A time-travel plug-in may still be some way off, but this imaginative Greenpeace site is perhaps the next best thing. Greeted by a view of desolate, desert-bound Stonehenge in the year 2050, the visitor has the opportunity to travel back to the same scene in still-verdant 1997 and avert global warming and biblical variants such as a plague of locusts. A distinctly sub-Tardis, but solar-powered, time machine displays changing carbon dioxide and temperature levels while in transit through the years, and there are news broadcasts to drive home the message: leave oil reserves in the North Atlantic where they belong. Those without Shockwave or Real Video will miss half the fun, though there's always the tie-in cinema ad featuring a computer-animated pickled squid.
License Plates of the World
This collection of thousands of number plates from all over the world beats trainspotting any day, and threatens to become seriously interesting. Vintage and current plates are meticulously indexed and displayed in close- up: click on the world map to inspect diplomatic plates from the Cape Verde Islands, classic hand-painted styles from the Ashanti province of Ghana, the white-on-red squiggle identifying a Burmese pedal-rickshaw, or a cute, bear-shaped number from Canada's Northwest Territories. The author has included a self-portrait that shows him lounging against a Model "A" Ford. No anorak in sight, though he does hoard his materials like a true obsessive: don't use the plate images without asking.
The familiar Windows screenscape of panels, bars, cursors and option buttons is wittily subverted by this fascinating site. The Russian artist Alexei Shulgin takes the unctuous symmetries of browser and e-mail "forms" and scatters them across the screen, turning them into inspired doodles and games. In the process, a message window becomes a little wagon trundling back and forth; check boxes become constellations, and blue and white slats strobe hypnotically; it's like an LSD version of a berserk venetian blind. Form Art really is the birth of a new art form, and contributions are invited. Now, where's the screensaver?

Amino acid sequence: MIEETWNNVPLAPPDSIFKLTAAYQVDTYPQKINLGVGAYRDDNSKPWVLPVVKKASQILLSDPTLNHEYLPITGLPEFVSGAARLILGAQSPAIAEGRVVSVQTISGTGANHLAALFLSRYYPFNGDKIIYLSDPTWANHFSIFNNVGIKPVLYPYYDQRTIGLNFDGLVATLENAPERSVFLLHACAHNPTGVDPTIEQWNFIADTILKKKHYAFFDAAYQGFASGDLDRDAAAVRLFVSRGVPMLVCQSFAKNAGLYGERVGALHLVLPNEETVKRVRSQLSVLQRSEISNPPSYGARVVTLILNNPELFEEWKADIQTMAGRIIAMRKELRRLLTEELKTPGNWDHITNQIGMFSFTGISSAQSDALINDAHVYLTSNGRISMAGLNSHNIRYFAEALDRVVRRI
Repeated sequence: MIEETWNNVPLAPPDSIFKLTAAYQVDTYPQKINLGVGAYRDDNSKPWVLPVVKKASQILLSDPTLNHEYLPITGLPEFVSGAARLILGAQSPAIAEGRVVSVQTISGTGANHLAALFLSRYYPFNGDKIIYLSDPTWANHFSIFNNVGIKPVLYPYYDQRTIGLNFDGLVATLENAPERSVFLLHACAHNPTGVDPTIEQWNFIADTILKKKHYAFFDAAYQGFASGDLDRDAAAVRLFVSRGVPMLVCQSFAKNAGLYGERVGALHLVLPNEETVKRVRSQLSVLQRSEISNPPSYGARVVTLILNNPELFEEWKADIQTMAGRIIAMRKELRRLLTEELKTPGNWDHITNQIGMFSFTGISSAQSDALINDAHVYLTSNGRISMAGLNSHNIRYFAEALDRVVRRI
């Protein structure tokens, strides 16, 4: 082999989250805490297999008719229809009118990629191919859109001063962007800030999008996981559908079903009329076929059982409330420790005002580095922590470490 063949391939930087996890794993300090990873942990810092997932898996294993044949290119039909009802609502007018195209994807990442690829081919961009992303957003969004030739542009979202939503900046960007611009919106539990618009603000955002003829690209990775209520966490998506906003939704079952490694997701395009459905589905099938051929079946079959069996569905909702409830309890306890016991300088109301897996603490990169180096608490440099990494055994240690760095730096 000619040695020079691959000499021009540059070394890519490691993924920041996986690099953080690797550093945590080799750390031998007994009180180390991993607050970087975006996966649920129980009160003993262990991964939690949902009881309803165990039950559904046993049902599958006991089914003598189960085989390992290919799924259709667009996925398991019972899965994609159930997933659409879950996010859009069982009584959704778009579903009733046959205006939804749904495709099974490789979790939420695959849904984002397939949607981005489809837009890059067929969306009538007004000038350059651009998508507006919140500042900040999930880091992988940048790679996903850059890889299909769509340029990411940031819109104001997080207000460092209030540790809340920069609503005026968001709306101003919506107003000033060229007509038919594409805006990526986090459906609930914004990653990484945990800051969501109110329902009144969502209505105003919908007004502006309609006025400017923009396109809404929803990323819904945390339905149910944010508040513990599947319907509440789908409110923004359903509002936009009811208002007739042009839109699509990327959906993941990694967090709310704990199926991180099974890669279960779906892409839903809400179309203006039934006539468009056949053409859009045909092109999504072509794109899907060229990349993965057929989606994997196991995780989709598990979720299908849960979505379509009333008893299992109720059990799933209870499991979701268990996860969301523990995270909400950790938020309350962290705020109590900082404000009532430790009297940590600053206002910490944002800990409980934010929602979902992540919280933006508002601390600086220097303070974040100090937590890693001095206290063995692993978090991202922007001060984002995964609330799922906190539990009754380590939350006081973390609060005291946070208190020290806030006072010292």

The Center for Shopping Cart Abuse
Prevention and Study
A site for those taking a walk down the aisle, of the supermarket variety. The indignities suffered by the humble shopping trolley are listed and mourned, with poignant shots of damaged wire frames abandoned in ravines and hurtled over bridges, and tales of damsels cynically seduced merely to gain access to their groceries for nefarious purposes. The villains - including the notorious Malcarta, who speaks only in Esperanto - are identified, and offered help via a 12-Step programme: "I will make moral amends with the carts I have offended ..." Needless to say, everyone involved in this project is completely off their trolley.
Perhaps more fun than the movie itself, this site from the US distributor deems itself unsuitable for minors and offers stills, interviews, and more creative variations on David Cronenberg's autoerotic epic. Claims to seriousness are somewhat qualified by the screeching metal soundfiles, a repeating graphic of a body hurtling through a windscreen and a Java- assisted, arcade-style traffic-dodging game - competitors are allowed three lives only. An animated Arquette wriggles back and forth in leg braces, and a page for visitors' own crash experiences harks back to the high school thrill of totalling Dad's pick-up: "There was blood streaming across my face. It looked pretty sexy".Reuse content